Cranial Insertion: Shadowmoor Infiltrator
By Tom Fowler on April 27th, 2008 · Filed in Cranial Insertion · Comments not available just now
By Eli Shiffrin, Tom Fowler, and Diane Colley
Greetings from the dusky, twisted shores of what used to be Lorwyn! Last weekend, Prerelease events for Shadowmoor happened all over the world. This weekend, you get another chance to play with the new cards, as Launch Parties fire off in a place near you. If you missed your chance to go to the Prerelease, make sure you get to a Launch Party (née Release Event). If you went to the Prerelease, then double your fun!
Our questions for this week are a mix of those from the CI mailbag and those from the floor of my Shadowmoor Prerelease. If you want to send us your questions, don’t wait for another Prerelease—use the CI mailbag at firstname.lastname@example.org.
On with the questions!
Fresh from Ye Olde StarbucksQ: What happens if I end up discarding a */* creature to Cragganwick Cremator?
A: Then you deal * damage to the player you targeted. Before you try and figure out how to subtract an asterisk from a numeral, though, remember that characteristic-defining abilities function in all zones. You’ll use the power of the creature card as it exists in the graveyard. For Tarmogoyf, this will be at least 1.
Q: If I turn all my lands into Swamps with Elsewhere Flask, what happens?
A: All your lands become Swamps. You can then use them to broker huge profits on shady real estate deals. Or you can tap them for Being a shady real estate miser is more interesting, but tapping for is actually supported by the rules of Magic. Because your lands are Swamps, they will have the inherent mana ability of Swamps, and all their other abilities will be gone.
Q: If Tatterkite gains persist via Cauldron of Souls, what happens, since it can’t have counters placed on it?
A: Then it returns to play without a counter on it. Putting the counter on is just something that happens when the creature returns to play, not a requirement for returning it to play.
Q: Will my opponent’s Grief Tyrant trigger my Flourishing Defense?
A: It will. And that will probably cause him some grief. Grief Tyrant comes into play with its four -1/-1 counters, but the game still sees that as counters being placed on a creature. That will trigger Flourishing Defense four times, and give you four Elves. When the Tyrant dies, the -1/-1 counters it ships to another creature will also trigger Flourishing Defense.
Q: If I copy Jaws of Stone with Conspire/Fork,does the value of X stay the same, even if Jaws of Stone specifically says that X is defined as you play it, and the copy has the same text, but is never actually played?
A: When you copy a spell, one of the things you copy is how that spell affects multiple targets. That means the division of damage will stay the same. So, if you divided the damage 2-3-4 between three targets, your copy will allow you to pick three new targets. One of those new targets will take 2 damage, another 3 damage, and another 4 damage. The total amount of damage won’t change for the copy, and you won’t be able to split it up differently.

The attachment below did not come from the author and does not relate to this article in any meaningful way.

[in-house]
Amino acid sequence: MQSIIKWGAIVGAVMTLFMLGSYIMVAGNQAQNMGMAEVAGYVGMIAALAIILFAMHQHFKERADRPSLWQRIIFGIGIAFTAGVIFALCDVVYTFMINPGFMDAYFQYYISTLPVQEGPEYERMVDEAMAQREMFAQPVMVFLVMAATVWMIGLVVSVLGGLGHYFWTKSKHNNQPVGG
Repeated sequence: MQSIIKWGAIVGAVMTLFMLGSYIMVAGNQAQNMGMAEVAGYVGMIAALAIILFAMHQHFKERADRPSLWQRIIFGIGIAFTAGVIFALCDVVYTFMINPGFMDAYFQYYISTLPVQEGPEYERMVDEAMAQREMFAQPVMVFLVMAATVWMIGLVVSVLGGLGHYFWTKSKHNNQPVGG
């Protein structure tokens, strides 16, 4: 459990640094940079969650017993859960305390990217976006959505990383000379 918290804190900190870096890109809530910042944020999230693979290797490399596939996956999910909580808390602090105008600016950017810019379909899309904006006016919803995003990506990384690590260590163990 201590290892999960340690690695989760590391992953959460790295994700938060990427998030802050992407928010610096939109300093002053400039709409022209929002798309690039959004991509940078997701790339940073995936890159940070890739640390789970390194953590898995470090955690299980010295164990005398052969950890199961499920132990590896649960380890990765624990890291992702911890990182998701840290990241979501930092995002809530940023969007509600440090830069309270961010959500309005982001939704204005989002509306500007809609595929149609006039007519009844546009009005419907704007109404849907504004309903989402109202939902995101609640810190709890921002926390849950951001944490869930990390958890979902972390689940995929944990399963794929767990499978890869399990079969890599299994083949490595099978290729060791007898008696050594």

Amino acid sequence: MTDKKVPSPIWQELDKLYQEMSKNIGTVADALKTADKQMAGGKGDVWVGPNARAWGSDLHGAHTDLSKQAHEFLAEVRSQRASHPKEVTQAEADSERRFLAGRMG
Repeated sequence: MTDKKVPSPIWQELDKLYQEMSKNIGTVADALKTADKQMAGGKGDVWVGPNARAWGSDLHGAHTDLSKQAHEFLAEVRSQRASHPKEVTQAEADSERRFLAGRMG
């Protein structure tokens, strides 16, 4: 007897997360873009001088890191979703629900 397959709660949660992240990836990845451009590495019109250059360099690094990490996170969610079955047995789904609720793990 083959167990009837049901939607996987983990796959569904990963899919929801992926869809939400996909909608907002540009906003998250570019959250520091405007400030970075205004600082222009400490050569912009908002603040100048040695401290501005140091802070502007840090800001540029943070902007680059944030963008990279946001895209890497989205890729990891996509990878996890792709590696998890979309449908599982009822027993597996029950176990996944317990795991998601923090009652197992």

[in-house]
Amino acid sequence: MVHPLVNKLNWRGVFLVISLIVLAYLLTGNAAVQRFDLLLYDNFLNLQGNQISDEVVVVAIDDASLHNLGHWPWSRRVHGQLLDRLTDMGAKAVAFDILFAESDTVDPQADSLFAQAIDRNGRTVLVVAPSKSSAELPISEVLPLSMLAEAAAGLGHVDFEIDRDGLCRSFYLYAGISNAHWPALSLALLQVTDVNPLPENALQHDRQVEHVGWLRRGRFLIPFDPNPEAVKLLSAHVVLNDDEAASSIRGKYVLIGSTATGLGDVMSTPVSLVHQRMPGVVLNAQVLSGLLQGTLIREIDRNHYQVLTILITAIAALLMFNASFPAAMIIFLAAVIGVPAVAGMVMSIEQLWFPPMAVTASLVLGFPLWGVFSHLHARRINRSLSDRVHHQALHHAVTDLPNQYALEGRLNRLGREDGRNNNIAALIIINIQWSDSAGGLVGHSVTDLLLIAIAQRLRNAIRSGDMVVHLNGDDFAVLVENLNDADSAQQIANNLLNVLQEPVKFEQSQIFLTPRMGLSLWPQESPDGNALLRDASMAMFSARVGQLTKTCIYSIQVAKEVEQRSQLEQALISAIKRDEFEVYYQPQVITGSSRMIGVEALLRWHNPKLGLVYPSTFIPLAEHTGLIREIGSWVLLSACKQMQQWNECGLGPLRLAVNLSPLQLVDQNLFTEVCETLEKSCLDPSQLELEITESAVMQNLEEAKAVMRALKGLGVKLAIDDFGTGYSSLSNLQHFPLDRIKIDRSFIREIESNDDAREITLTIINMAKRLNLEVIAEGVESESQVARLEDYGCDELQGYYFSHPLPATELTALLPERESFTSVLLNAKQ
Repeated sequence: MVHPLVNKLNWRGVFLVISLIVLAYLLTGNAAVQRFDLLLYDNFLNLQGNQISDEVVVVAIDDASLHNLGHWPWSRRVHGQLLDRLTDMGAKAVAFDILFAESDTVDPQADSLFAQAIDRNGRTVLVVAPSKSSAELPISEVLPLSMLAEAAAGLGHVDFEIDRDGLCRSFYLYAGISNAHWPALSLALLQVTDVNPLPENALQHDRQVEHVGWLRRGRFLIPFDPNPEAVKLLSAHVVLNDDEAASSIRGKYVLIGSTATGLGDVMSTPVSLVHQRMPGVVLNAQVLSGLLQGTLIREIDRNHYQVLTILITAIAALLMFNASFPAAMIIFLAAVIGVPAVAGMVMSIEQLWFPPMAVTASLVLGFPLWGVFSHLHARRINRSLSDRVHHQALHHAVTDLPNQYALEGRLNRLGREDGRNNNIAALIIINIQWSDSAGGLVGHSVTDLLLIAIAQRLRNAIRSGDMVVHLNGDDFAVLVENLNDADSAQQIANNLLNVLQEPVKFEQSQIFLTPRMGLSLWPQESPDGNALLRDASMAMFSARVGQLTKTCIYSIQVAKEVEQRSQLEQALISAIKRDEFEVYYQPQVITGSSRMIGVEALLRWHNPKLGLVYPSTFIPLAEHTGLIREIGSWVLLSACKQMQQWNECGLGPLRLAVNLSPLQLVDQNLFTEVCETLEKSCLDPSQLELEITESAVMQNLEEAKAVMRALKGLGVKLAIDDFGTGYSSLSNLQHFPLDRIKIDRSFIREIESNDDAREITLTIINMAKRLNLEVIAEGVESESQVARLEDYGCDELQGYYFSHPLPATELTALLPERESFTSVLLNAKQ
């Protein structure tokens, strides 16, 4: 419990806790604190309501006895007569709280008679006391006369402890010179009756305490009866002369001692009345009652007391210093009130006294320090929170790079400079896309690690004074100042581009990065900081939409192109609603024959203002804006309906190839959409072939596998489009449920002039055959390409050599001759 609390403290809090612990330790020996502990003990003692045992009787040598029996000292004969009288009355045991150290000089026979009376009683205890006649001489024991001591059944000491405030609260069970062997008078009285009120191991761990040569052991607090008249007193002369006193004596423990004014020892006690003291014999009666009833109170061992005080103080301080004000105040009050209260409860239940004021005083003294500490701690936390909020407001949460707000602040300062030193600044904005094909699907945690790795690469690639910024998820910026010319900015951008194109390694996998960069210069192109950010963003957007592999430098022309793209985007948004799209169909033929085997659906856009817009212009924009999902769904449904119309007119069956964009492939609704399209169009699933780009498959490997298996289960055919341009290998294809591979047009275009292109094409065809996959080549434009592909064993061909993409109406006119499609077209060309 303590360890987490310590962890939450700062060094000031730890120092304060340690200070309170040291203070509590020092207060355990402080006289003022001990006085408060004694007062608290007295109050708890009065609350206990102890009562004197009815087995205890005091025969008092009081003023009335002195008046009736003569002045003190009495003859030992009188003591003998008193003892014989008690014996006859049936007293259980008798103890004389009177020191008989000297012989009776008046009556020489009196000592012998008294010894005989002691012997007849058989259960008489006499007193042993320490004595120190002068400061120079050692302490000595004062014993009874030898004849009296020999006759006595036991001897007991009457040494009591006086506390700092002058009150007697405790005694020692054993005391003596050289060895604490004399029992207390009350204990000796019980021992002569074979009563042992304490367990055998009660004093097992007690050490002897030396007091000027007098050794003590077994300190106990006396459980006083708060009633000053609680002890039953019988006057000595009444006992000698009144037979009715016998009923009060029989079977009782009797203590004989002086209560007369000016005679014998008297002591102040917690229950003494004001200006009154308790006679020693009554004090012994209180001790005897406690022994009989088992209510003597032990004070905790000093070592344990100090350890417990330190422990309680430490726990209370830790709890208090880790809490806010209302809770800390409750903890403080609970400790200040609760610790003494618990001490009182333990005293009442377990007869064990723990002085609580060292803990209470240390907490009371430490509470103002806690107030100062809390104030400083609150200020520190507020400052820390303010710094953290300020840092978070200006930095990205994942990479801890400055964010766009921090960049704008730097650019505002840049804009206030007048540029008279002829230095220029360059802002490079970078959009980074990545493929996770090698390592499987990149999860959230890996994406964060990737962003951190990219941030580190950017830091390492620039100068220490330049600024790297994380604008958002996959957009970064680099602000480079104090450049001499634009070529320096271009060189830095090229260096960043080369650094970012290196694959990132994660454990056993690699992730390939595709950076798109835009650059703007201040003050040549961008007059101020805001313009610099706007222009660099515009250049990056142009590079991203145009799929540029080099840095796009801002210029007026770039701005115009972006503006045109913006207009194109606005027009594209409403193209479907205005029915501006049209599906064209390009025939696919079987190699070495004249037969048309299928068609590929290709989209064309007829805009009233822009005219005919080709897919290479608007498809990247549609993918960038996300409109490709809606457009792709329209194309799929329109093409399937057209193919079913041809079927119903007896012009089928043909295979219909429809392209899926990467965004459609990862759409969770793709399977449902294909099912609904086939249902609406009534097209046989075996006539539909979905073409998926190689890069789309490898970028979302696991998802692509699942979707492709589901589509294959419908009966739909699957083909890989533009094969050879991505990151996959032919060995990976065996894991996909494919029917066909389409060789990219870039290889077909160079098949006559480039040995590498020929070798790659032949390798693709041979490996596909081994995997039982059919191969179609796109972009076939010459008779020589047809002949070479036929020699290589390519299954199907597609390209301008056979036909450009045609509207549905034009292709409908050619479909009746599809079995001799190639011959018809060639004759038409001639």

Bonus: Targets are also copied when you copy a spell. However, since this would make most spells and abilities that copy spells quite sucky, most allow you to change the target by saying, “You may choose new targets for the copy,” or something very similar.
503.10. To copy a spell or activated ability means to put a copy of it onto the stack; a copy of a spell or ability isn’t “played.” A copy of a spell or ability copies both the characteristics of the spell or ability and all decisions made when it was played, including modes, targets, the value of X, and additional or alternative costs. (See rule 409, “Playing Spells and Activated Abilities.”) Choices that are normally made on resolution are not copied. If an effect of the copy refers to objects used to pay its costs, it uses the objects used to pay the costs of the original spell or ability. A copy of a spell is owned by the player who controlled the spell or ability that created it. A copy of a spell or ability is controlled by the player who put it on the stack.
My playmat version is a 6/6.Q: Let’s say I have Kulrath Knight in play, along with a 1/1 creature with first strike and wither. If that creature’s first strike damage puts a -1/-1 counter on one of my opponent’s creatures, does his creature get removed from combat?
A: Nope. Kulrath Knight’s ability just means that creatures with -1/-1 counters can’t be declared as attackers or blockers. If a creature is already attacking or blocking and then gains a -1/-1 counter, it will still be attacking or blocking.
Q: If I have Urza's Incubator out, naming scarecrows, can I pay for the cost of Reaper King? Effectively negating the / cost?
A: You can do this if the cost you’re paying for Reaper King includes generic mana. In that case, the Incubator will reduce the cost by 2. So if you were paying for Reaper King, Urza’s Incubator would reduce that to .
Q: My opponent plays a Grim Poppet on his turn. On my turn, I play my own Grim Poppet. After I pass priority, he uses his Grim Poppet to put a counter on mine. In response, I do the same thing to his. The only other permanents are our lands. This looks like it’s going to be a mess. What happens?
A: The result is that your Poppet will get a -1/-1 counter and die.
The reason is that you’ve put the game into a loop. The active player (you, in this case) chooses a number of times to perform the loop. Your opponent can either agree to that number or choose a higher one. The loop then happens that many times. Because this essentially gives him one more use of his Poppet than you get, your Poppet will die.